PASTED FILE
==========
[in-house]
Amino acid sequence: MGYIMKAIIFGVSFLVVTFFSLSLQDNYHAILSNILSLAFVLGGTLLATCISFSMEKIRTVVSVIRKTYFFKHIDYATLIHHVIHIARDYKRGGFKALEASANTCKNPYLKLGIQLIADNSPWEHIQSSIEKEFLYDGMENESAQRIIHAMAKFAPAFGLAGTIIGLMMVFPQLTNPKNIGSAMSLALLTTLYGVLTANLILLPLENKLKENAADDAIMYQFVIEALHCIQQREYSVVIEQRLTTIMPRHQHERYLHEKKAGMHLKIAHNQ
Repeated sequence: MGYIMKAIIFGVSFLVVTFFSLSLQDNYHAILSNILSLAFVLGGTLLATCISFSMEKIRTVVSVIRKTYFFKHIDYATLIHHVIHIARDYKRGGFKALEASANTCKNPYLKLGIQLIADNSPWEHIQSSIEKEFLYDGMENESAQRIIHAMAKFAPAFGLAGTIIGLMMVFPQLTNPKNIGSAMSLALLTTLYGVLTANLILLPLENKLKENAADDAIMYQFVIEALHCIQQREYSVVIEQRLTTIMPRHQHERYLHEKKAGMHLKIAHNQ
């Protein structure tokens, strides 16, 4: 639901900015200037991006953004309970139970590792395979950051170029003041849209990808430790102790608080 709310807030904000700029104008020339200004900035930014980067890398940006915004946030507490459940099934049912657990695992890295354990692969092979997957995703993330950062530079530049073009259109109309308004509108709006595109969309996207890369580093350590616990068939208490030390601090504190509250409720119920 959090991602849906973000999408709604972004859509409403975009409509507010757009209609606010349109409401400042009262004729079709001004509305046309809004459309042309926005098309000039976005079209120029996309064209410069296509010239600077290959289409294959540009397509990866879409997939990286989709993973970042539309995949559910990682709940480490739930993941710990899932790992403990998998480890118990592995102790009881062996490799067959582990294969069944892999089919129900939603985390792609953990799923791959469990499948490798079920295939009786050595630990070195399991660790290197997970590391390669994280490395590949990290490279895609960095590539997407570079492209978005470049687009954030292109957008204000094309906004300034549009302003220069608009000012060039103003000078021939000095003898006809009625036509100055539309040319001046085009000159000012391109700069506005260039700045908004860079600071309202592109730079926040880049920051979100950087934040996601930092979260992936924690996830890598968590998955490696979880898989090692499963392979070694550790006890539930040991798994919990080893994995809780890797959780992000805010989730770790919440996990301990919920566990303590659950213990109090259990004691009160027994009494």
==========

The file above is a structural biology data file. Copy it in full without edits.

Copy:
[in-house]
Amino acid sequence: MGYIMKAIIFGVSFLVVTFFSLSLQDNYHAILSNILSLAFVLGGTLLATCISFSMEKIRTVVSVIRKTYFFKHIDYATLIHHVIHIARDYKRGGFKALEASANTCKNPYLKLGIQLIADNSPWEHIQSSIEKEFLYDGMENESAQRIIHAMAKFAPAFGLAGTIIGLMMVFPQLTNPKNIGSAMSLALLTTLYGVLTANLILLPLENKLKENAADDAIMYQFVIEALHCIQQREYSVVIEQRLTTIMPRHQHERYLHEKKAGMHLKIAHNQ
Repeated sequence: MGYIMKAIIFGVSFLVVTFFSLSLQDNYHAILSNILSLAFVLGGTLLATCISFSMEKIRTVVSVIRKTYFFKHIDYATLIHHVIHIARDYKRGGFKALEASANTCKNPYLKLGIQLIADNSPWEHIQSSIEKEFLYDGMENESAQRIIHAMAKFAPAFGLAGTIIGLMMVFPQLTNPKNIGSAMSLALLTTLYGVLTANLILLPLENKLKENAADDAIMYQFVIEALHCIQQREYSVVIEQRLTTIMPRHQHERYLHEKKAGMHLKIAHNQ
């Protein structure tokens, strides 16, 4: 639901900015200037991006953004309970139970590792395979950051170029003041849209990808430790102790608080 709310807030904000700029104008020339200004900035930014980067890398940006915004946030507490459940099934049912657990695992890295354990692969092979997957995703993330950062530079530049073009259109109309308004509108709006595109969309996207890369580093350590616990068939208490030390601090504190509250409720119920 959090991602849906973000999408709604972004859509409403975009409509507010757009209609606010349109409401400042009262004729079709001004509305046309809004459309042309926005098309000039976005079209120029996309064209410069296509010239600077290959289409294959540009397509990866879409997939990286989709993973970042539309995949559910990682709940480490739930993941710990899932790992403990998998480890118990592995102790009881062996490799067959582990294969069944892999089919129900939603985390792609953990799923791959469990499948490798079920295939009786050595630990070195399991660790290197997970590391390669994280490395590949990290490279895609960095590539997407570079492209978005470049687009954030292109957008204000094309906004300034549009302003220069608009000012060039103003000078021939000095003898006809009625036509100055539309040319001046085009000159000012391109700069506005260039700045908004860079600071309202592109730079926040880049920051979100950087934040996601930092979260992936924690996830890598968590998955490696979880898989090692499963392979070694550790006890539930040991798994919990080893994995809780890797959780992000805010989730770790919440996990301990919920566990303590659950213990109090259990004691009160027994009494």